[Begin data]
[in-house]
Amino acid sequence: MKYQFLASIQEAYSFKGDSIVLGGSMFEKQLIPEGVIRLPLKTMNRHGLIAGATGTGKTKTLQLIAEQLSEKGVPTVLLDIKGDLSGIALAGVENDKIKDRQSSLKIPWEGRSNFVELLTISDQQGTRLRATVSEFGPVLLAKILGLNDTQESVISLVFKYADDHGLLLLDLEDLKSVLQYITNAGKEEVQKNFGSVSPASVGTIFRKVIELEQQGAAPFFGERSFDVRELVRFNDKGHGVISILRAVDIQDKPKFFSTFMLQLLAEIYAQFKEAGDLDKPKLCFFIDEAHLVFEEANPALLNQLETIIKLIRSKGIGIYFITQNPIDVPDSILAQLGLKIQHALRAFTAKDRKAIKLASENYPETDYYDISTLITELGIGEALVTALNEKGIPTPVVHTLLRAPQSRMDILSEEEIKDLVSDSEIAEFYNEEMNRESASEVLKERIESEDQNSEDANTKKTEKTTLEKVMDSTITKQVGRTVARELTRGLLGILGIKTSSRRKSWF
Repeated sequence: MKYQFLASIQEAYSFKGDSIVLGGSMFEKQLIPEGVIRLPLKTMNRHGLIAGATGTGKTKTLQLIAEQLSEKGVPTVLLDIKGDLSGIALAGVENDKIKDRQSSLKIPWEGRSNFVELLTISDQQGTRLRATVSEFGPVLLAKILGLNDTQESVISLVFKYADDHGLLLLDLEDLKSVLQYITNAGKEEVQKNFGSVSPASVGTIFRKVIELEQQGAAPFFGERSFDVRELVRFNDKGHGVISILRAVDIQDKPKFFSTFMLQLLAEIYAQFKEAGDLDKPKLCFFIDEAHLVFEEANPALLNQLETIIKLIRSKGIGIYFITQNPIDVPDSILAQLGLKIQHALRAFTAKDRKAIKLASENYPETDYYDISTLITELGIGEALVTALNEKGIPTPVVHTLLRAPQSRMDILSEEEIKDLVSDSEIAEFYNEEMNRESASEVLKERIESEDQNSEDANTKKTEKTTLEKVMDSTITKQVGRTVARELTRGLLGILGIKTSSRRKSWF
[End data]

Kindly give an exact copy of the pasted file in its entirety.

[in-house]
Amino acid sequence: MKYQFLASIQEAYSFKGDSIVLGGSMFEKQLIPEGVIRLPLKTMNRHGLIAGATGTGKTKTLQLIAEQLSEKGVPTVLLDIKGDLSGIALAGVENDKIKDRQSSLKIPWEGRSNFVELLTISDQQGTRLRATVSEFGPVLLAKILGLNDTQESVISLVFKYADDHGLLLLDLEDLKSVLQYITNAGKEEVQKNFGSVSPASVGTIFRKVIELEQQGAAPFFGERSFDVRELVRFNDKGHGVISILRAVDIQDKPKFFSTFMLQLLAEIYAQFKEAGDLDKPKLCFFIDEAHLVFEEANPALLNQLETIIKLIRSKGIGIYFITQNPIDVPDSILAQLGLKIQHALRAFTAKDRKAIKLASENYPETDYYDISTLITELGIGEALVTALNEKGIPTPVVHTLLRAPQSRMDILSEEEIKDLVSDSEIAEFYNEEMNRESASEVLKERIESEDQNSEDANTKKTEKTTLEKVMDSTITKQVGRTVARELTRGLLGILGIKTSSRRKSWF
Repeated sequence: MKYQFLASIQEAYSFKGDSIVLGGSMFEKQLIPEGVIRLPLKTMNRHGLIAGATGTGKTKTLQLIAEQLSEKGVPTVLLDIKGDLSGIALAGVENDKIKDRQSSLKIPWEGRSNFVELLTISDQQGTRLRATVSEFGPVLLAKILGLNDTQESVISLVFKYADDHGLLLLDLEDLKSVLQYITNAGKEEVQKNFGSVSPASVGTIFRKVIELEQQGAAPFFGERSFDVRELVRFNDKGHGVISILRAVDIQDKPKFFSTFMLQLLAEIYAQFKEAGDLDKPKLCFFIDEAHLVFEEANPALLNQLETIIKLIRSKGIGIYFITQNPIDVPDSILAQLGLKIQHALRAFTAKDRKAIKLASENYPETDYYDISTLITELGIGEALVTALNEKGIPTPVVHTLLRAPQSRMDILSEEEIKDLVSDSEIAEFYNEEMNRESASEVLKERIESEDQNSEDANTKKTEKTTLEKVMDSTITKQVGRTVARELTRGLLGILGIKTSSRRKSWF